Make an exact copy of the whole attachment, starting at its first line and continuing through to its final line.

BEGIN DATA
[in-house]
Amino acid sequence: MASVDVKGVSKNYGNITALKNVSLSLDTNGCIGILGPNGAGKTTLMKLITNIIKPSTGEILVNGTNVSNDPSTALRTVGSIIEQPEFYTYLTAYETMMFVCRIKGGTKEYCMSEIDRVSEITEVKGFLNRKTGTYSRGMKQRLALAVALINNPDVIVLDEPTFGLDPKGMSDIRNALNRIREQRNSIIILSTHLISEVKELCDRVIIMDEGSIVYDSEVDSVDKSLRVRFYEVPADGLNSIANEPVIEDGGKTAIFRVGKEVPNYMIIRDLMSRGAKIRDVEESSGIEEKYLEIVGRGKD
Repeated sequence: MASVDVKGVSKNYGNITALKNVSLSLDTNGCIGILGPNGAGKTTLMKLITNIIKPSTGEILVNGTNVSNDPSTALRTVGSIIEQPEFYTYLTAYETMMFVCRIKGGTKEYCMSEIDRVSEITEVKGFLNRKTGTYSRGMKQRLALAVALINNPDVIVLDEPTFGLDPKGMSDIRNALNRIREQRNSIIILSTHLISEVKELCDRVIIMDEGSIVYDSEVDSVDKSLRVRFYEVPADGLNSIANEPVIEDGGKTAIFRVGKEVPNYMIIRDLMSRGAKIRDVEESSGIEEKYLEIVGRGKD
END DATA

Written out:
[in-house]
Amino acid sequence: MASVDVKGVSKNYGNITALKNVSLSLDTNGCIGILGPNGAGKTTLMKLITNIIKPSTGEILVNGTNVSNDPSTALRTVGSIIEQPEFYTYLTAYETMMFVCRIKGGTKEYCMSEIDRVSEITEVKGFLNRKTGTYSRGMKQRLALAVALINNPDVIVLDEPTFGLDPKGMSDIRNALNRIREQRNSIIILSTHLISEVKELCDRVIIMDEGSIVYDSEVDSVDKSLRVRFYEVPADGLNSIANEPVIEDGGKTAIFRVGKEVPNYMIIRDLMSRGAKIRDVEESSGIEEKYLEIVGRGKD
Repeated sequence: MASVDVKGVSKNYGNITALKNVSLSLDTNGCIGILGPNGAGKTTLMKLITNIIKPSTGEILVNGTNVSNDPSTALRTVGSIIEQPEFYTYLTAYETMMFVCRIKGGTKEYCMSEIDRVSEITEVKGFLNRKTGTYSRGMKQRLALAVALINNPDVIVLDEPTFGLDPKGMSDIRNALNRIREQRNSIIILSTHLISEVKELCDRVIIMDEGSIVYDSEVDSVDKSLRVRFYEVPADGLNSIANEPVIEDGGKTAIFRVGKEVPNYMIIRDLMSRGAKIRDVEESSGIEEKYLEIVGRGKD